Babies have extremely rudimentary skills. Their movements are spastic. They have practically no fine motor skills until they are about 6 months old and even then, they are extremely unrefined. As they grow into toddlers, they have the ability to pick up a spaghetti noodle using the pincer grip. They can do so much more!
And by the time they develop into Preschoolers, that have much better extremity control and dexterity. In this post, we will continue to discuss Fine Motor Skills for Preschoolers, but this time, we will focus on why Transferring Activities are so important at this age. We will also talk about how it is a great way to refine fine motors skills further.
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Fine Motor Skills for Preschoolers
With this transferring activity, we hit 3 different levels of the skill. There are more, but I wanted to touch on the three basic ones in this post. So for this particular activity, you will need: a divided set of trays (2 to transfer to and from), small erasers that have a little bit of grip to them (in this case, beads wouldn’t work as well at the beginning because they are slippery and it would frustrate the child), a spoon, a child-sized pair of tongs and a pair of child-sized tweezers.
Once you have the setup in place, begin with the easiest: the spoon. Have the child carefully use the spoon to pick up one of the small erasers and have the child transfer it to the other divided tray. Continue doing that until the child it “done” or until you feel that the child has mastered the skill. Needless to say, this fine motor skill will be particularly helpful at mealtimes.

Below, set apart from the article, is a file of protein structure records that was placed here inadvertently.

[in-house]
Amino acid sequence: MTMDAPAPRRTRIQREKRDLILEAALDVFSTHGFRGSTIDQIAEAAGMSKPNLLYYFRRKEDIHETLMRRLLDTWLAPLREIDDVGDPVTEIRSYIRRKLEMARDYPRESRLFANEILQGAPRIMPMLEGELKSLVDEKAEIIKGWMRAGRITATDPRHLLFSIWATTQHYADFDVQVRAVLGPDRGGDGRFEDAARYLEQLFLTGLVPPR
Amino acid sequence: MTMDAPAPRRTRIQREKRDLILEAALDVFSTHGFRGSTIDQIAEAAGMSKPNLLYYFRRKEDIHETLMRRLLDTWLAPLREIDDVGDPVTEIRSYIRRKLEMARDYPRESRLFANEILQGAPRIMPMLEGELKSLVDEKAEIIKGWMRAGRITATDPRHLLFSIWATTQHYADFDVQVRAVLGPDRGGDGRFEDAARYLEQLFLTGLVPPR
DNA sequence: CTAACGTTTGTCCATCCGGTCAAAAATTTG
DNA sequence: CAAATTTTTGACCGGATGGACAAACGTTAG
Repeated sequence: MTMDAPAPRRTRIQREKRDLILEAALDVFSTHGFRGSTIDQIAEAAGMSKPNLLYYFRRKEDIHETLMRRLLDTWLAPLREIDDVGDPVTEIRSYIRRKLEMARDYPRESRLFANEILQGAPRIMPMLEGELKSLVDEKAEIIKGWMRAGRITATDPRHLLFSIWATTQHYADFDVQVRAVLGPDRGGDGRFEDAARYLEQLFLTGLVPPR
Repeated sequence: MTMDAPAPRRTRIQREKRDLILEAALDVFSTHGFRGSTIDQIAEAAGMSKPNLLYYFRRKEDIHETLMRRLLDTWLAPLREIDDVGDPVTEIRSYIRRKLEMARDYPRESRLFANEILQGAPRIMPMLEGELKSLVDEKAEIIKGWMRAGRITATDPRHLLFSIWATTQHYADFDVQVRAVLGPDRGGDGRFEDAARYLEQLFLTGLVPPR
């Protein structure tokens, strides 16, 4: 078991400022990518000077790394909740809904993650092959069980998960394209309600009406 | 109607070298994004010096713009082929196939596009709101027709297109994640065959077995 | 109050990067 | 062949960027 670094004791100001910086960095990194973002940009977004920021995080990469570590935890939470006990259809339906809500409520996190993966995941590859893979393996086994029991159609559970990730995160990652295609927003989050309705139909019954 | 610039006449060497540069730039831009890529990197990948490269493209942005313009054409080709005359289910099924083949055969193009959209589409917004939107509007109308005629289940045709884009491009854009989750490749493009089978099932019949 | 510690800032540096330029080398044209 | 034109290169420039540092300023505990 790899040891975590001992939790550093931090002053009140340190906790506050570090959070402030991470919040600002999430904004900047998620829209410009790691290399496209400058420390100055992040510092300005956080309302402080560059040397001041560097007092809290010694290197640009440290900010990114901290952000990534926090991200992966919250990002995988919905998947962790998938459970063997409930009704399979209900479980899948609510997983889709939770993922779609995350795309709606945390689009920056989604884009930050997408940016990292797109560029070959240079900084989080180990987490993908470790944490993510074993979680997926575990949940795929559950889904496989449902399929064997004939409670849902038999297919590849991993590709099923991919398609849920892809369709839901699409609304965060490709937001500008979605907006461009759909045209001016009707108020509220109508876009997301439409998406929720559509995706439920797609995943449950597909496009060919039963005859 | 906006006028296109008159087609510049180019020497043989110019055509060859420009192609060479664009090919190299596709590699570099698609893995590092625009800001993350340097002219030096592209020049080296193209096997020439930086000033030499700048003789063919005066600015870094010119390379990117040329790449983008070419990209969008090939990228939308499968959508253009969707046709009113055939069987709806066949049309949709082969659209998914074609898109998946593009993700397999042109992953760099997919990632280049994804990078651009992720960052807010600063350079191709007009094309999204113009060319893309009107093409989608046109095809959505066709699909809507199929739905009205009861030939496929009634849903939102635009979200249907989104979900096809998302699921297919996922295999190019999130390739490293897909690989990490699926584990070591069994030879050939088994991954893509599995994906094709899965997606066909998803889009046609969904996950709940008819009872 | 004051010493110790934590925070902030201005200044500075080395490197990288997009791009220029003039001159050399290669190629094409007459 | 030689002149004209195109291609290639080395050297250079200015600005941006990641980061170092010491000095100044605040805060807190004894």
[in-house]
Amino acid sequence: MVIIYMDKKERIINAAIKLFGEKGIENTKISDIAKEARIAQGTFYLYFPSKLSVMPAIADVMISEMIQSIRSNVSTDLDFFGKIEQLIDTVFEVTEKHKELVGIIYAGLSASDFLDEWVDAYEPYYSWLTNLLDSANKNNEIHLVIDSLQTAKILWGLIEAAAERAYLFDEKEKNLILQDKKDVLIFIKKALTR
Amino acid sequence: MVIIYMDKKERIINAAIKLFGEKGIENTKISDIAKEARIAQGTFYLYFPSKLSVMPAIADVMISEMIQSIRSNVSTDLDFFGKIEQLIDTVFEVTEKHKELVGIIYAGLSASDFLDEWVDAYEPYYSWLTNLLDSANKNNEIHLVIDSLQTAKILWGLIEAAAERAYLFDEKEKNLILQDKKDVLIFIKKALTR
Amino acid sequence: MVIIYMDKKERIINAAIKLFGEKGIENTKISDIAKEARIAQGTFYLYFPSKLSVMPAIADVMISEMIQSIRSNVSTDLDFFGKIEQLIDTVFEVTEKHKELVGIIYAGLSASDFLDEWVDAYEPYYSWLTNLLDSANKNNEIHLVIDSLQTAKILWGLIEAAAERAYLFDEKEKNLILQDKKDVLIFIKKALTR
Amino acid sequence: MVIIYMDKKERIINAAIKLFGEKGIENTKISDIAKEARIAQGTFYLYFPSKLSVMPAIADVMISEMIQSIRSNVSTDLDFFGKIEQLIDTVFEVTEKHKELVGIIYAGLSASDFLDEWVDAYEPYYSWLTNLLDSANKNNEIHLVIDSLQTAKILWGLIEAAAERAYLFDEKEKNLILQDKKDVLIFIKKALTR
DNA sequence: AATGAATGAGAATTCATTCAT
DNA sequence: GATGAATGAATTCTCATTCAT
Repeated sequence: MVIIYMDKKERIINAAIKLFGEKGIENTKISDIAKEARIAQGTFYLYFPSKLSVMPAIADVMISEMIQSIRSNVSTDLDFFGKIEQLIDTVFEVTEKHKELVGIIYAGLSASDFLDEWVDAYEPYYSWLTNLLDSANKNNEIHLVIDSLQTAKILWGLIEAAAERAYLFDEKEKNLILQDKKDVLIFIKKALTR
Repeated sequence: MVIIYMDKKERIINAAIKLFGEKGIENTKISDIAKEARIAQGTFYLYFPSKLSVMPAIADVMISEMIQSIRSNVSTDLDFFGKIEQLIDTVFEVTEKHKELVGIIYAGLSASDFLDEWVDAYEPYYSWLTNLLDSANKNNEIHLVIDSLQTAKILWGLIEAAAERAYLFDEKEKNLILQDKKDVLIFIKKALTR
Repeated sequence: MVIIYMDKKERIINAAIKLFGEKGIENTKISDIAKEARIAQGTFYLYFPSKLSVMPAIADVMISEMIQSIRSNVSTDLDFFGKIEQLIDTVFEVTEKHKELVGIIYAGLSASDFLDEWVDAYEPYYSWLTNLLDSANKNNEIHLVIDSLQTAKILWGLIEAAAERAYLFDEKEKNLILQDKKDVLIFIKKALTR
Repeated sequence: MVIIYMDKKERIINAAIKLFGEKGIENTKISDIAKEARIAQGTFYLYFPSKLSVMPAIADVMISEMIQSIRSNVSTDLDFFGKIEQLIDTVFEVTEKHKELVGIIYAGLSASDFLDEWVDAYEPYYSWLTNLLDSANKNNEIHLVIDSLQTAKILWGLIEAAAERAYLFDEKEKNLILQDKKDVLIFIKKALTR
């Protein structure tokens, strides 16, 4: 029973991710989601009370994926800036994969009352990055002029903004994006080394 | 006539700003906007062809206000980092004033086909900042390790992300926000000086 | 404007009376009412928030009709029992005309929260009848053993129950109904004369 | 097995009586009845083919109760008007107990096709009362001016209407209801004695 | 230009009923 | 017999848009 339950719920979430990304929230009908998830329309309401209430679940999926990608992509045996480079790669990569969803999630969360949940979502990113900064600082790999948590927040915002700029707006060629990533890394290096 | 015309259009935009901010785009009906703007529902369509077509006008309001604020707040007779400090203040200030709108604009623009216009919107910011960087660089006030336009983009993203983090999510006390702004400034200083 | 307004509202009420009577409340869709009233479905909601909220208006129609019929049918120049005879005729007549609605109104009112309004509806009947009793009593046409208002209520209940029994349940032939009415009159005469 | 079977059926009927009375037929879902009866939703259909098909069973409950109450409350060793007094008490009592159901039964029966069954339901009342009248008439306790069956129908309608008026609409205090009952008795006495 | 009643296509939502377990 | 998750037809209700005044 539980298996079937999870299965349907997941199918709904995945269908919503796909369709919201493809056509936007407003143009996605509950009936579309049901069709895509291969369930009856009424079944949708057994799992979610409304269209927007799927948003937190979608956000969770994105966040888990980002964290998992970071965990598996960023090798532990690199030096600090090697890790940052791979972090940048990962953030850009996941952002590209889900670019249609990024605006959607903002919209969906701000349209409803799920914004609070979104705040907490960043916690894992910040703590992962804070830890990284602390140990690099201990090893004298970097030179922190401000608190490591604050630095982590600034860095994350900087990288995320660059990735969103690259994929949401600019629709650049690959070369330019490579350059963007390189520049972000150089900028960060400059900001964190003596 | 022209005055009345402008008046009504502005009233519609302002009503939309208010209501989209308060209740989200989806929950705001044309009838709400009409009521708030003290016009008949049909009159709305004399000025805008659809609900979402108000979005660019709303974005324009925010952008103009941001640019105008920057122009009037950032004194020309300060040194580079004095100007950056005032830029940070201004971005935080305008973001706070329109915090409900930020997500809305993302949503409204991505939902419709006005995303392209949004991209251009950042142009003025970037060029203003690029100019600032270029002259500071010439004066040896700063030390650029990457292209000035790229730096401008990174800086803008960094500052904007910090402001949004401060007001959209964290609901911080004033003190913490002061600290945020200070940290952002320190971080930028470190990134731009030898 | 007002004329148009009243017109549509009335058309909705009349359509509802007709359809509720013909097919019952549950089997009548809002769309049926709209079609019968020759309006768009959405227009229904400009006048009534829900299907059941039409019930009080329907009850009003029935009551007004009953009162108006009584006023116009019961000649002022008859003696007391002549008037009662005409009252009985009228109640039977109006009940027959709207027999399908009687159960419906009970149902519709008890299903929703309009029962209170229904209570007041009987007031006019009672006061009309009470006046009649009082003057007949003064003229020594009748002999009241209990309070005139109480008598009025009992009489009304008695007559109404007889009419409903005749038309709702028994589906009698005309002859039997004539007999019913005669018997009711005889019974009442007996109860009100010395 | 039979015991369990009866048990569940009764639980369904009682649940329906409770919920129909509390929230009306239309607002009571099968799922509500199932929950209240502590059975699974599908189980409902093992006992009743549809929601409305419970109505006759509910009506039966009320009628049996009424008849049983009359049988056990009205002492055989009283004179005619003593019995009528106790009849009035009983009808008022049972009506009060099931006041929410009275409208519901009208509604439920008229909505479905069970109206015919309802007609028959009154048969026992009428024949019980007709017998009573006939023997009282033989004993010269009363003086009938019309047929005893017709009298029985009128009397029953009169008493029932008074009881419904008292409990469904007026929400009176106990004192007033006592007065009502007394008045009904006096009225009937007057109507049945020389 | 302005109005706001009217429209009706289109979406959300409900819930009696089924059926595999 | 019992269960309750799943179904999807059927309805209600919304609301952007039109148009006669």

Activities for Fine Motor Skills
Next, the child will be given the child-sized tongs. Let the child practice squeezing them closed and releasing them opened while still in the child’s hand. This can take a little bit of time to get used to this movement as it give us the impression that it is an extension of the child’s hand.
Once the skill is practiced, it is time to transfer erasers over to the second tray using the child-sized tongs instead of the spoon. Practice numerous times until the child can grip, hold the grip and then release. Sometimes, it takes several practices to get it and sometimes it is quick. Either way, This skill will tone hand muscles for pencil grip later on during penmanship.
Lastly, the child will refine further the fine motor skills by repeating the same transferring activity. This time, it is with a tool that requires more delicate movements. This practices the same “squeeze and release” skill as the child-sized tongs, except that the tip isn’t covered with anti-slip and it is thinner. It will require more concentration and skill. The fourth step, not shown in pictures, is the use of chopsticks. 🙂
Thank you for checking out our Fine Motor Skills for Preschoolers: Tranferring Activities post!
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So glad I stumbled across you! Now I have the “reasons behind”–the words to explain– why I do these things with young children.
Thank you for sharing. A lot of us ‘teachers” do these things and try to get parents to understand why without knowing ourselves beyound “because it helps”.